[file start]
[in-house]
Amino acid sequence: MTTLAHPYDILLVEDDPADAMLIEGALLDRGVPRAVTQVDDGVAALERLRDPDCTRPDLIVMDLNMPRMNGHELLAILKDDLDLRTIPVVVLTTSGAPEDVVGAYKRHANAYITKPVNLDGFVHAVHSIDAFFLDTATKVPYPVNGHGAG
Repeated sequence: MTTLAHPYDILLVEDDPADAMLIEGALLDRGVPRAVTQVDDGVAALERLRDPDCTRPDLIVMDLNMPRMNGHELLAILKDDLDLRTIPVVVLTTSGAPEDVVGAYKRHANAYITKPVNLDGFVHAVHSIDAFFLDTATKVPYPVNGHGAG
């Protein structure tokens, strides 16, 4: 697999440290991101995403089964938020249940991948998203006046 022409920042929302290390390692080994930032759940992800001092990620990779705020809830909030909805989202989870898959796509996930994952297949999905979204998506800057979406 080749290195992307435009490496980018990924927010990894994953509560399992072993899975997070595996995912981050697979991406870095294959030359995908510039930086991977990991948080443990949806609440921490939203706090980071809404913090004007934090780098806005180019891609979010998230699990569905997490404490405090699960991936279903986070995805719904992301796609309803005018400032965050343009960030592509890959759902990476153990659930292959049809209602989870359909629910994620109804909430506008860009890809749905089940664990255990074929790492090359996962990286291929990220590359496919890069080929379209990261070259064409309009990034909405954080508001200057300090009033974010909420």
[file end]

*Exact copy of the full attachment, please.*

[in-house]
Amino acid sequence: MTTLAHPYDILLVEDDPADAMLIEGALLDRGVPRAVTQVDDGVAALERLRDPDCTRPDLIVMDLNMPRMNGHELLAILKDDLDLRTIPVVVLTTSGAPEDVVGAYKRHANAYITKPVNLDGFVHAVHSIDAFFLDTATKVPYPVNGHGAG
Repeated sequence: MTTLAHPYDILLVEDDPADAMLIEGALLDRGVPRAVTQVDDGVAALERLRDPDCTRPDLIVMDLNMPRMNGHELLAILKDDLDLRTIPVVVLTTSGAPEDVVGAYKRHANAYITKPVNLDGFVHAVHSIDAFFLDTATKVPYPVNGHGAG
């Protein structure tokens, strides 16, 4: 697999440290991101995403089964938020249940991948998203006046 022409920042929302290390390692080994930032759940992800001092990620990779705020809830909030909805989202989870898959796509996930994952297949999905979204998506800057979406 080749290195992307435009490496980018990924927010990894994953509560399992072993899975997070595996995912981050697979991406870095294959030359995908510039930086991977990991948080443990949806609440921490939203706090980071809404913090004007934090780098806005180019891609979010998230699990569905997490404490405090699960991936279903986070995805719904992301796609309803005018400032965050343009960030592509890959759902990476153990659930292959049809209602989870359909629910994620109804909430506008860009890809749905089940664990255990074929790492090359996962990286291929990220590359496919890069080929379209990261070259064409309009990034909405954080508001200057300090009033974010909420």